Developing Outstanding Supply Chain Talent and Leadership

By collaborating with universities and colleges, companies can help develop a new stream of supply chain talent that’s ready to take on the present and the future.

Supply Chain Workforce Talent

Blurring the lines between academia and industry has always been the “Holy Grail” for universities that would love nothing more than to have real-time insights into exactly what companies want and need from their supply chain program graduates. This level of collaboration isn’t always easy to attain, but when it does happen the results can be downright magical.

“We can teach students how to innovate and learn, but we also need to know that the projects they’re working on are relevant to the industry,” says Aleks Gollu, a University of California Berkeley lecturer and founder of both PINC and 11sight.  With this in mind, the university’s Sutardja Center of Entrepreneurship and Technology (SCET) aligns with various organizations that help it develop relevant, timely instructional content for the next generation of supply chain professionals

“Students need to be aware of the industry challenges and opportunities, corporate cultures, technology, and everything else that goes into running a successful supply chain,” says Gollu, who adds that the recent spate of pandemic-related supply chain challenges has heightened awareness of its importance in the grander scheme of things. This, in turn, is prompting more companies to think about collaborating with academia to help cultivate new talent.

PINC CEO Matt Yearling sees true value in good alignment between industry and academia. “This is an essential industry, and I think that’s really highlighted the fact that this pandemic has emphasized that we’re in a place now where we’re an essential part of keeping this country afloat,” says Yearling. “However, this also means we need talent to address and add value to the solutions. We have a lot of talented workers in this industry and the focus on supply chain, in general, is just going to increase as time goes on.”

Stoking Innovation and Solving Problems

A sector where automation continues to play a bigger role in getting products from the point of raw material to the end-user, supply chain also leans on academia to prepare students to manage the analytical, communication, and storytelling tools needed to keep supply chains optimized and running smoothly. In absence of this education, supply chain professionals are literally left to “fly by the seat of their pants” and figure it all out themselves. As the pandemic taught us, this hit-or-miss approach to supply chain management literally sets companies up for failure.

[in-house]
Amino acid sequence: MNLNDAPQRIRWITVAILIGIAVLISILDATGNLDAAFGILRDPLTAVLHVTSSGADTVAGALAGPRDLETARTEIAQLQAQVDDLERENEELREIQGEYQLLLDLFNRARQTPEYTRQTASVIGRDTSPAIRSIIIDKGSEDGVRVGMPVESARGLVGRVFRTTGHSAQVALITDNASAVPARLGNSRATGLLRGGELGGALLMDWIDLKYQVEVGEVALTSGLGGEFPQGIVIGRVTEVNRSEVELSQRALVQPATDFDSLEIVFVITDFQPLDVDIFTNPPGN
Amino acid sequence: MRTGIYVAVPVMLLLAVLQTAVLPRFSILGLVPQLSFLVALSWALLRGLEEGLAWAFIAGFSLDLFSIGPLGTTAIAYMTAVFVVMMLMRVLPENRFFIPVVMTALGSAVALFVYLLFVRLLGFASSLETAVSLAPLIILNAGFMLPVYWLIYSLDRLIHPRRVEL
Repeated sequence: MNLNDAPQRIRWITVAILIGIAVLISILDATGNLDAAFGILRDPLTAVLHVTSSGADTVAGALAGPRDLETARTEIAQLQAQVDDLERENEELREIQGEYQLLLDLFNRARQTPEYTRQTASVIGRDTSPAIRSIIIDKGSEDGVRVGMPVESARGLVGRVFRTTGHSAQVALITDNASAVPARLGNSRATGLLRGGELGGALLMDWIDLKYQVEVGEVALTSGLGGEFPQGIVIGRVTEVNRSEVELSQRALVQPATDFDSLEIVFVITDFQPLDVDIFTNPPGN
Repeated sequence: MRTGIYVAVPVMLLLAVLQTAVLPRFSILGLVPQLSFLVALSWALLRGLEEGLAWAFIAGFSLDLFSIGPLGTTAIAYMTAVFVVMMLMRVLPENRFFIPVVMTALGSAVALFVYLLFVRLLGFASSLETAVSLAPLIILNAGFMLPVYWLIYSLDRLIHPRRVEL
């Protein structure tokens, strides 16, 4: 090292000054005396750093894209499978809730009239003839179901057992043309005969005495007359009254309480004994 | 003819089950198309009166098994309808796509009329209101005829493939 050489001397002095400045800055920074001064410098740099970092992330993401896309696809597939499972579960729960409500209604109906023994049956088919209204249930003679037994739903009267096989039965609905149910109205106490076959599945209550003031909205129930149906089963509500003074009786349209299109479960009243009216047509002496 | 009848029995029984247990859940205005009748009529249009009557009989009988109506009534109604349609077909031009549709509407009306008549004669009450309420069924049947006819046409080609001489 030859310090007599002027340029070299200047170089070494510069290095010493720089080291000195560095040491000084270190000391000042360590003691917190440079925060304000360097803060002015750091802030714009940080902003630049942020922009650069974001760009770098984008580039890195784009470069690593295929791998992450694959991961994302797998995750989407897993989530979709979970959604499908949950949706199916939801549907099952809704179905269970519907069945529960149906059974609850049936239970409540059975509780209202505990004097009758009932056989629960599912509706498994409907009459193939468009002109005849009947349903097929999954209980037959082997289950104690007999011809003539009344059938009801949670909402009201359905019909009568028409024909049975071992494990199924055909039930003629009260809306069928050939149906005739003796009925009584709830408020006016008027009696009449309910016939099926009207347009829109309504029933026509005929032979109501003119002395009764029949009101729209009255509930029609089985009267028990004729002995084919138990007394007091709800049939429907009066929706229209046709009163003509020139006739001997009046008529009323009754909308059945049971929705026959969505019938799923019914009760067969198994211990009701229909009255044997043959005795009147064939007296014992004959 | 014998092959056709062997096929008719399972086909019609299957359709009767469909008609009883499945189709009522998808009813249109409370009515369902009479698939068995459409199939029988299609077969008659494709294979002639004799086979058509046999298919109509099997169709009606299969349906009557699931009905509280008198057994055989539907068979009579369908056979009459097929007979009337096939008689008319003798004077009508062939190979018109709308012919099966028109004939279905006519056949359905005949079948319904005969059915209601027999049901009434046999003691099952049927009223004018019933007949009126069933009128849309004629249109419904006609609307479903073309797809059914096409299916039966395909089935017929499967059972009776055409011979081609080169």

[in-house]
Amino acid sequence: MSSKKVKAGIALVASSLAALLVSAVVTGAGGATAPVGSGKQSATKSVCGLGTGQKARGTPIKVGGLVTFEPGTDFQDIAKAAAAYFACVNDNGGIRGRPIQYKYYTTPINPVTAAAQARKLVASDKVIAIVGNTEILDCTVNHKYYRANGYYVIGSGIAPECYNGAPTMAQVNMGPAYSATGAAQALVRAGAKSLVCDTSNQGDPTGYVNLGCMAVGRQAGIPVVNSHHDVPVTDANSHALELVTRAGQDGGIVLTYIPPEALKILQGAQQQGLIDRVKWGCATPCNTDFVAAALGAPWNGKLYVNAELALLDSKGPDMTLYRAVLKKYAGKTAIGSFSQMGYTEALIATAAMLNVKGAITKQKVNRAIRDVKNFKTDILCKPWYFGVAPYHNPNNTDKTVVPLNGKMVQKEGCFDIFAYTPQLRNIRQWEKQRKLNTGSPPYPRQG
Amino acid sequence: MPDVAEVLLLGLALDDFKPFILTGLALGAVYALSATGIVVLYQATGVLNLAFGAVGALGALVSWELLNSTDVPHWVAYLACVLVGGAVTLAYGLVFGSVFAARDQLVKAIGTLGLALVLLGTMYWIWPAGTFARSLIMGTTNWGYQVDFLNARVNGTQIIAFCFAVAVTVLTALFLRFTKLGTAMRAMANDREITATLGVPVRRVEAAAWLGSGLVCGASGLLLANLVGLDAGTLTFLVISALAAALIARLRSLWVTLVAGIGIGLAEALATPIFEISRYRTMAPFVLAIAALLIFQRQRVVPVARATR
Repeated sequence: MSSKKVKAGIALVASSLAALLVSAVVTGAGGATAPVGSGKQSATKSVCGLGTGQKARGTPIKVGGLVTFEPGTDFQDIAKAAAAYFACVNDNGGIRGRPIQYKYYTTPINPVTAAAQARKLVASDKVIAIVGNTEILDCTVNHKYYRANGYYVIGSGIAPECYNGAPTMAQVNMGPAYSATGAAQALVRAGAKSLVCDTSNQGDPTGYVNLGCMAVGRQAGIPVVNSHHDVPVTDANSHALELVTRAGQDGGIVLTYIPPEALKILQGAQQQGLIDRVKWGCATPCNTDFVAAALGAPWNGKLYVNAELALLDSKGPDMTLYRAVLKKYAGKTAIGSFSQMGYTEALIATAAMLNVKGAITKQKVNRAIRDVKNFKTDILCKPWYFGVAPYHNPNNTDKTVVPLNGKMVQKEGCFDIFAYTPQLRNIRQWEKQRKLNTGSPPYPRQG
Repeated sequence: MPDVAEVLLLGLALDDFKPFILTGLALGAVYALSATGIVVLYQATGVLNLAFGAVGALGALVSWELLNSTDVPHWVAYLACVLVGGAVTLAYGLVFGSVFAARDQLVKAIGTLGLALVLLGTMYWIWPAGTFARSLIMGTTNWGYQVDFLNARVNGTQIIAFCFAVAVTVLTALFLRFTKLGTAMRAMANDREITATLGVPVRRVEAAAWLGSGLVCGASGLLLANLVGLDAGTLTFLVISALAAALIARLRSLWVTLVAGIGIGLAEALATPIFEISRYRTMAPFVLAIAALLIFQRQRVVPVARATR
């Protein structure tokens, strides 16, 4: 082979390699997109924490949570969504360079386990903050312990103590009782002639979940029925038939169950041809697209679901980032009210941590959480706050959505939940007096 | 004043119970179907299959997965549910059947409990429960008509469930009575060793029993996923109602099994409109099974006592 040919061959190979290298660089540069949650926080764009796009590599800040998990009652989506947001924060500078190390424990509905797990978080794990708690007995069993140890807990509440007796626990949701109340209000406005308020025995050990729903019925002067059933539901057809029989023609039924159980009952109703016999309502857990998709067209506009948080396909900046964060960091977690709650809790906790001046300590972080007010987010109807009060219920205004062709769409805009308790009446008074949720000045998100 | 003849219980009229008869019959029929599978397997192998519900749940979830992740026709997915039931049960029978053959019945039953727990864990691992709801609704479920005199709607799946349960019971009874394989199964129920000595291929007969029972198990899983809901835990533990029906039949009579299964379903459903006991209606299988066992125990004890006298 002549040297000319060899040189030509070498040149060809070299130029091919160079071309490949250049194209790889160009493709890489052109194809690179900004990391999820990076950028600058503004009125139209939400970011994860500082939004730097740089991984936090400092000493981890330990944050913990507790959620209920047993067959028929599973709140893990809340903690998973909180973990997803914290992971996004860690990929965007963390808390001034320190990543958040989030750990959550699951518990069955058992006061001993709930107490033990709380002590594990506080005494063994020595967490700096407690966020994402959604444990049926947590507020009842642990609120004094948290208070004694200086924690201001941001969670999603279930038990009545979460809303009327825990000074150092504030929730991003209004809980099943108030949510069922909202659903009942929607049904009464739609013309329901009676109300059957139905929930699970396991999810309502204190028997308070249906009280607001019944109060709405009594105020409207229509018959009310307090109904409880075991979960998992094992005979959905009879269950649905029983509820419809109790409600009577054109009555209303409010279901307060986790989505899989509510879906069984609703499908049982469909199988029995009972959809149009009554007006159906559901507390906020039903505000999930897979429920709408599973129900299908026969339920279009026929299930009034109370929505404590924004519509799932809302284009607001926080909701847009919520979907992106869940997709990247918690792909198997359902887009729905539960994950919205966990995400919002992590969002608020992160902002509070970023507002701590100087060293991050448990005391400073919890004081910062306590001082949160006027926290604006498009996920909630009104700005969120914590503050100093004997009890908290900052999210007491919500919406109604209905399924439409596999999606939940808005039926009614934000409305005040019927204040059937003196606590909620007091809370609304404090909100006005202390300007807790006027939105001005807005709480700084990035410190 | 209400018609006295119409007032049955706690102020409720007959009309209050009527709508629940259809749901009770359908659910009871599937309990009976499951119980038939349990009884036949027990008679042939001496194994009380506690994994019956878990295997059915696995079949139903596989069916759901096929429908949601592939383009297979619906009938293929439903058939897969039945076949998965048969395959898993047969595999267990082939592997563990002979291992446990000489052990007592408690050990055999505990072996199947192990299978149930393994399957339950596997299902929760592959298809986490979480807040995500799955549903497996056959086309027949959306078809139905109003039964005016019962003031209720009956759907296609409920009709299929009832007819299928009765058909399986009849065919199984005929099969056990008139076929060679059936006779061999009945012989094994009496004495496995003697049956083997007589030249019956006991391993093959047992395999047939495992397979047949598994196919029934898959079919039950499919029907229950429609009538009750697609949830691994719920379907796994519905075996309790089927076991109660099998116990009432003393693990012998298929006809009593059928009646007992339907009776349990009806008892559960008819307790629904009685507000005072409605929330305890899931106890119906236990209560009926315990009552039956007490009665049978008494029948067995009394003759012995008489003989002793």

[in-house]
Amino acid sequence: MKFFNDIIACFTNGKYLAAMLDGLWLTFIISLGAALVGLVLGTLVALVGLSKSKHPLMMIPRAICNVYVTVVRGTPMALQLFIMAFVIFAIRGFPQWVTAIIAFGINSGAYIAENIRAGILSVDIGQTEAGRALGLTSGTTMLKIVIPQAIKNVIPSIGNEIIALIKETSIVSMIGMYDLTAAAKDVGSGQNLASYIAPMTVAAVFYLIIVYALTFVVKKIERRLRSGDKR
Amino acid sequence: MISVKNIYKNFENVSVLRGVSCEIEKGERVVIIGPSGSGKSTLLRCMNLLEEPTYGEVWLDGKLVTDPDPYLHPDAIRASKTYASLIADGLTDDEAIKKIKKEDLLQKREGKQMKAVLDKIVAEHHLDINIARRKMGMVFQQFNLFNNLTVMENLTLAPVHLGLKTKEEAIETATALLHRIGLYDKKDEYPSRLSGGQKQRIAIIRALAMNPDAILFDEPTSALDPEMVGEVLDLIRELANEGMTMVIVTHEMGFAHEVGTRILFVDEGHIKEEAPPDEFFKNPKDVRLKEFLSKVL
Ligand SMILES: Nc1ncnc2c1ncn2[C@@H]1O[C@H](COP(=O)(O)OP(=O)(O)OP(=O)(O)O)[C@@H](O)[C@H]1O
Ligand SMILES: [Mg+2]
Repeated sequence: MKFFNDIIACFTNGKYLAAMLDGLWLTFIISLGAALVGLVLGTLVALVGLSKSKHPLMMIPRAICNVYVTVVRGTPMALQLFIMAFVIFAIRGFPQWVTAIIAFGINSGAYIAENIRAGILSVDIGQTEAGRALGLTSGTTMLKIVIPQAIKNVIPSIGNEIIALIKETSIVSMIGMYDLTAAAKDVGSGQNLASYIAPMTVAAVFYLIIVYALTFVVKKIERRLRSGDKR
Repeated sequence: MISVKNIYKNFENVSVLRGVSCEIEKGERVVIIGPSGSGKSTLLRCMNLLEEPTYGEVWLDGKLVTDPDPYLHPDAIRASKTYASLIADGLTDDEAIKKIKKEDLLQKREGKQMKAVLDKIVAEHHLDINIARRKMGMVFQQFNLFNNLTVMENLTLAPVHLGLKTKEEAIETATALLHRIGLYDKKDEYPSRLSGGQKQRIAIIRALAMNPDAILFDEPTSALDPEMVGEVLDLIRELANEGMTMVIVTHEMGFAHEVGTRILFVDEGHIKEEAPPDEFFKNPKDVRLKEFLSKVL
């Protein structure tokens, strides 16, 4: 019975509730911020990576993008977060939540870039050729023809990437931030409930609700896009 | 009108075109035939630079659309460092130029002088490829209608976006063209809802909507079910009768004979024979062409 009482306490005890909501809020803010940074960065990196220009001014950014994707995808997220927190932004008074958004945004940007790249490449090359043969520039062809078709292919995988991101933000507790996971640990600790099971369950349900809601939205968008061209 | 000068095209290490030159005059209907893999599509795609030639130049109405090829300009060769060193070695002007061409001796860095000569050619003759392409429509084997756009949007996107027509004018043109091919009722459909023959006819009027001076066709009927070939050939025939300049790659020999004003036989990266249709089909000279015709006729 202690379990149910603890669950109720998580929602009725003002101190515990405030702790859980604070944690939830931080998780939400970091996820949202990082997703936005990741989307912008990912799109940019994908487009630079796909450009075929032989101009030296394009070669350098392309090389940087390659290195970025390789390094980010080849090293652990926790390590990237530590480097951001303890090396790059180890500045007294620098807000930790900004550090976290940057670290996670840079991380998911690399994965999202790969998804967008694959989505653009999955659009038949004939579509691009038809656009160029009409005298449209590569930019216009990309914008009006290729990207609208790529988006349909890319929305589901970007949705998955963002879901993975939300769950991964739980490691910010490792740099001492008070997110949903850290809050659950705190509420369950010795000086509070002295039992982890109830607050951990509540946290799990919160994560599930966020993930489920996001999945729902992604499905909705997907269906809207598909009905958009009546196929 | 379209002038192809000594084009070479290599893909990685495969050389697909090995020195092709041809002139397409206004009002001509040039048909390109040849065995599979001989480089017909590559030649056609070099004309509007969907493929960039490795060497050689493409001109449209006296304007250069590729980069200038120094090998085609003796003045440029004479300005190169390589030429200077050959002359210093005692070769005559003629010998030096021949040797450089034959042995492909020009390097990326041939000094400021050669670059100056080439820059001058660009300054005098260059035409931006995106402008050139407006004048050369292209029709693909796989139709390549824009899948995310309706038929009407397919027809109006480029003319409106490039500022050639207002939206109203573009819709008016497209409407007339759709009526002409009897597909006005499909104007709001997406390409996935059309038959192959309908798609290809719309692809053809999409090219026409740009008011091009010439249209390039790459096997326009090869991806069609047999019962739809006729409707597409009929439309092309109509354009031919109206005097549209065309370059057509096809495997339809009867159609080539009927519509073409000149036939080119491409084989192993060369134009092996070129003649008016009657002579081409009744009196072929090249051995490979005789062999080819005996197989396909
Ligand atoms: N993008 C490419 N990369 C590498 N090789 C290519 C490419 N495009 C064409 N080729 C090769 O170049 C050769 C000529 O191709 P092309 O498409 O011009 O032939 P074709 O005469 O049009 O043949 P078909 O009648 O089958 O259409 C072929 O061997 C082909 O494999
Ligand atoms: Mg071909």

“Academia obviously plays a big role not just in the education of our future supply chain leaders,” says Bart De Muynck, Research Vice President—Transportation for Gartner, “but we’ve also never seen so much evolution coming from academia around subjects like advanced analytics, artificial intelligence (AI), and machine learning. Companies are using these innovations—much of which comes from academia—in their day-to-day operations.”

Gollu says SCET offers various programs, including an engineering leadership program where companies can send their employees for an intensive 6- or 12-week course, which is currently being offered online. SCET also works closely with individual companies, developing problem-solving projects for its students to work on. Last semester, for instance, one GSMA-sponsored course found students imagining a future where 5G was rolled out, bandwidth was higher, and latency was lower.

“We asked them what they would be able to do in that environment, and those conversations produced a lot of great ideas—including the use of augmented reality (AR) goggles in your own living room to view a curated museum,” Gollu recalls. “Another student proposed the remote inspection of power lines using drones, which would help solve an acute problem that western states are dealing with right now.”

Tackling the Next Big Challenge

To companies that want to either start a new collaboration with academia or improve upon an existing relationship, the first step is to simply reach out and ask how you might be able to partner up, what types of projects they’re working on, and how you can get involved with them. Most schools will open these types of collaborations with open arms, knowing that it can only benefit their graduates and the supply chain industry as a whole.

Gollu tells companies to be prepared to explain the value of working in supply chain and the critical role it plays for all product-oriented companies. Understand that while supply chain, logistics, and transportation may not be the “sexiest” career choices on a student’s menu, they do provide great entry-level opportunities, the chance to move up through an organization, and a career where no two days are ever going to be the same.

To work well, Gollu says these alliances should be focused on a similar goal: solving the world’s supply chain problems. “In the U.S., companies spend $1.6 trillion a year on supply chain management, but there are still a lot of real problems where the rubber meets the road, both figuratively and literally,” says Gollu, who sees the pandemic as a great opportunity to reset and reassess supply chains and the people who run them. “By collaborating with academia, companies gain assurances that the new guard of the supply chain will be well prepared to tackle what’s coming next.”